Learning circle facilitators talk about how learning circles fit in with other library and/or adult programming. With contributions from: Qumisha Goss, Detroit Public Librar; Jill Castek, University of Arizona; and Athanasia (Athy) Fitos, Miami Dade Public Library System
Here a list of how learning circles have been paired with other programs:
Added on to an existing program : As a complementary initiative to fit different interests and audiences. Example: Offering three different pathways to learning on the same topic: Expert-led program, Online Only Course, and Peer-based (learning circle).
Added to the end of a program . At the end of workshop, program, conference or presentation, learning circles offer a self-organized program for continued learning based a specific topic or interest
Paired with ongoing local/national/library theme Example: Learning circles paired with NaNoWriMo, “Summer school”, “Back to school”, “Music month”.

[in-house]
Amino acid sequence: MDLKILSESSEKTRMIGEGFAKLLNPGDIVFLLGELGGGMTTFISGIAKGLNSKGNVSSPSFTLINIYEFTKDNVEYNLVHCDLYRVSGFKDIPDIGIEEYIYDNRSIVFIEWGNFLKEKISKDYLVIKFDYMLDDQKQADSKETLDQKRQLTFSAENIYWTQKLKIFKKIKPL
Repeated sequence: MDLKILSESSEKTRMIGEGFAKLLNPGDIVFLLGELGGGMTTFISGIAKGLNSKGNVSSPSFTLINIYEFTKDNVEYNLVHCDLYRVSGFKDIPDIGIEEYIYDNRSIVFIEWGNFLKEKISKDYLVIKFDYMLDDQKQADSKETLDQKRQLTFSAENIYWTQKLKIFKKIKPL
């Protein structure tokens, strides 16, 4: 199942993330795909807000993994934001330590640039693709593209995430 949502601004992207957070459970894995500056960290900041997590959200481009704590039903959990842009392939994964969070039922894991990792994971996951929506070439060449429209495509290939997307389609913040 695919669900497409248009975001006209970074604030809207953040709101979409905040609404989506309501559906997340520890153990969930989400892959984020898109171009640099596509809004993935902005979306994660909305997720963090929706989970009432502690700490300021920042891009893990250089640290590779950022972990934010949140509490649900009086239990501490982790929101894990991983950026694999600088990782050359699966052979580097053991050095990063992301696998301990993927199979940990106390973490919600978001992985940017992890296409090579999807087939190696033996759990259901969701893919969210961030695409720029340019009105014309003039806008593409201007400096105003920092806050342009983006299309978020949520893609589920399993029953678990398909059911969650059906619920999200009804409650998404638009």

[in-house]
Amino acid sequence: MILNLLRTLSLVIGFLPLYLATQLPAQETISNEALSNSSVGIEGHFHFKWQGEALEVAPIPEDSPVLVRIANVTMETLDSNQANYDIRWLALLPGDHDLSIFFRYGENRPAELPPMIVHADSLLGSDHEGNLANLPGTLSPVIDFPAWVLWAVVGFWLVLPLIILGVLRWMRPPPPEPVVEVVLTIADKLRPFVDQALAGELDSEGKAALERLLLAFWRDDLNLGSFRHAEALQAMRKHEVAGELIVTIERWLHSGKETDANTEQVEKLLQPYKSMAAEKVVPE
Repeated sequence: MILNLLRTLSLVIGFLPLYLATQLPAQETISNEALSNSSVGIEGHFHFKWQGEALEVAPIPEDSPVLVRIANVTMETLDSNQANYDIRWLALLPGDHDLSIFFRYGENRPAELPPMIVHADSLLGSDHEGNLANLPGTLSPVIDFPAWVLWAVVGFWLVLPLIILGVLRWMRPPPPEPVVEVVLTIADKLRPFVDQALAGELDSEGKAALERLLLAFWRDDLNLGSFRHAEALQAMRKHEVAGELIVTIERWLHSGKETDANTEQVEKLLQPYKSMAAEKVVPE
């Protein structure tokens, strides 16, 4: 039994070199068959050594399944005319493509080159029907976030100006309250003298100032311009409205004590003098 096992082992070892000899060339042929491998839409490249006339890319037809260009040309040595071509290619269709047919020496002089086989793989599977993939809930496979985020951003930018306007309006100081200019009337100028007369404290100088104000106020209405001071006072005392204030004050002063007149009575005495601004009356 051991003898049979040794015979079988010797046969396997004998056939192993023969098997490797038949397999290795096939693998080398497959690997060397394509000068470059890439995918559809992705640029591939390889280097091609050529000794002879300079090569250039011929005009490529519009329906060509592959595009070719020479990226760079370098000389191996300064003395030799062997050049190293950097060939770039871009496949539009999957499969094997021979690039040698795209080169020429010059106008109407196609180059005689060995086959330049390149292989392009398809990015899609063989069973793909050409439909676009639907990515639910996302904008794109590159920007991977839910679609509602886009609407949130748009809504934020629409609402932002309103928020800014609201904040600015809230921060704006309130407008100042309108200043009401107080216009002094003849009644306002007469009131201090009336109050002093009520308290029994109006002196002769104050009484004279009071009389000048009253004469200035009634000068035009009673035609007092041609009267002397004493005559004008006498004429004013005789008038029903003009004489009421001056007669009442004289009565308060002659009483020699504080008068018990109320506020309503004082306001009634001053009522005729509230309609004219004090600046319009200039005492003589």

Hosting an existing community that wants to focus on offering public learning program and has some resources to guide discussion and learning. It may be a way for their networks to gain further interest and new audiences. Example: reaching out to Code for America/Code for Canada; Language groups, other local Meetup groups
Internal learning circles for staff . Example: Professional development focus such as team building, grant writing or social media. @Susan_Lyon offers a good example of how they paired learning circles in Richland county library.
Volunteer/ non-librarian run learning circle . Example: Americorps volunteers coordinate surveys or needs assessment with the surrounding community, then they host a learning circle based on what they discover. Another example: Learning circle participant creates and runs the next learning circle on a similar or advanced topic.
As library community consultation . Example: Patrons come together, and over a period of weeks, discuss how they can improve the branch together.